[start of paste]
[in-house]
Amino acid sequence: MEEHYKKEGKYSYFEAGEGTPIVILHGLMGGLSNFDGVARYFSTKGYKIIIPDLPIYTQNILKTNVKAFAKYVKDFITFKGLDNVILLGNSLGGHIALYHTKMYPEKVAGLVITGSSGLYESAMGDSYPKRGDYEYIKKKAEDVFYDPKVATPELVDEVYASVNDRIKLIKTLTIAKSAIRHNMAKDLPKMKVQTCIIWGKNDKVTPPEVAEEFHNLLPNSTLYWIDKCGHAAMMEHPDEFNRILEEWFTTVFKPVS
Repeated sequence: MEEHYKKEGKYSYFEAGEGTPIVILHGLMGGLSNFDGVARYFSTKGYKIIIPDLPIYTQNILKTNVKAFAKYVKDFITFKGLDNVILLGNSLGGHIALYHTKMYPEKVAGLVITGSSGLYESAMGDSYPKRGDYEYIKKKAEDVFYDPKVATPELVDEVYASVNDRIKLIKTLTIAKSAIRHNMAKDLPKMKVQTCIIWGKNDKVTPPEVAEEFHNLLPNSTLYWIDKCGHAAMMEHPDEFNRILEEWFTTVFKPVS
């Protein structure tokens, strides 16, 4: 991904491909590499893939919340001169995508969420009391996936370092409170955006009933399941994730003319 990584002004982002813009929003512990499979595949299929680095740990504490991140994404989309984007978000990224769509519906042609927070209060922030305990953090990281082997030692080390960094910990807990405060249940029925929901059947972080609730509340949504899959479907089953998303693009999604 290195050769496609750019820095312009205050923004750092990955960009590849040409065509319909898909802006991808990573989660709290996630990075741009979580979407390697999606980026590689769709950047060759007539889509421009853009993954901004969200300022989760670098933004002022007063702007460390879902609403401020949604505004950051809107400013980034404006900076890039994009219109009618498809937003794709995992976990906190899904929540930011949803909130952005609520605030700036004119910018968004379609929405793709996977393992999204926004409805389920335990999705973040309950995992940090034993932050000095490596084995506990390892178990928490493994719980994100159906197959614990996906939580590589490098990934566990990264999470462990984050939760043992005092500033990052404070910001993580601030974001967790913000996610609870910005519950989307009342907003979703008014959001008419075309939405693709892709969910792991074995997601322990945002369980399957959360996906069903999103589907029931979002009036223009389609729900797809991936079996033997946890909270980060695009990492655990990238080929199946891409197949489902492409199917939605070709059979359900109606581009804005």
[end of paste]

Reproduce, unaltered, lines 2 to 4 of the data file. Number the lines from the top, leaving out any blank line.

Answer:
Amino acid sequence: MEEHYKKEGKYSYFEAGEGTPIVILHGLMGGLSNFDGVARYFSTKGYKIIIPDLPIYTQNILKTNVKAFAKYVKDFITFKGLDNVILLGNSLGGHIALYHTKMYPEKVAGLVITGSSGLYESAMGDSYPKRGDYEYIKKKAEDVFYDPKVATPELVDEVYASVNDRIKLIKTLTIAKSAIRHNMAKDLPKMKVQTCIIWGKNDKVTPPEVAEEFHNLLPNSTLYWIDKCGHAAMMEHPDEFNRILEEWFTTVFKPVS
Repeated sequence: MEEHYKKEGKYSYFEAGEGTPIVILHGLMGGLSNFDGVARYFSTKGYKIIIPDLPIYTQNILKTNVKAFAKYVKDFITFKGLDNVILLGNSLGGHIALYHTKMYPEKVAGLVITGSSGLYESAMGDSYPKRGDYEYIKKKAEDVFYDPKVATPELVDEVYASVNDRIKLIKTLTIAKSAIRHNMAKDLPKMKVQTCIIWGKNDKVTPPEVAEEFHNLLPNSTLYWIDKCGHAAMMEHPDEFNRILEEWFTTVFKPVS
């Protein structure tokens, strides 16, 4: 991904491909590499893939919340001169995508969420009391996936370092409170955006009933399941994730003319 990584002004982002813009929003512990499979595949299929680095740990504490991140994404989309984007978000990224769509519906042609927070209060922030305990953090990281082997030692080390960094910990807990405060249940029925929901059947972080609730509340949504899959479907089953998303693009999604 290195050769496609750019820095312009205050923004750092990955960009590849040409065509319909898909802006991808990573989660709290996630990075741009979580979407390697999606980026590689769709950047060759007539889509421009853009993954901004969200300022989760670098933004002022007063702007460390879902609403401020949604505004950051809107400013980034404006900076890039994009219109009618498809937003794709995992976990906190899904929540930011949803909130952005609520605030700036004119910018968004379609929405793709996977393992999204926004409805389920335990999705973040309950995992940090034993932050000095490596084995506990390892178990928490493994719980994100159906197959614990996906939580590589490098990934566990990264999470462990984050939760043992005092500033990052404070910001993580601030974001967790913000996610609870910005519950989307009342907003979703008014959001008419075309939405693709892709969910792991074995997601322990945002369980399957959360996906069903999103589907029931979002009036223009389609729900797809991936079996033997946890909270980060695009990492655990990238080929199946891409197949489902492409199917939605070709059979359900109606581009804005």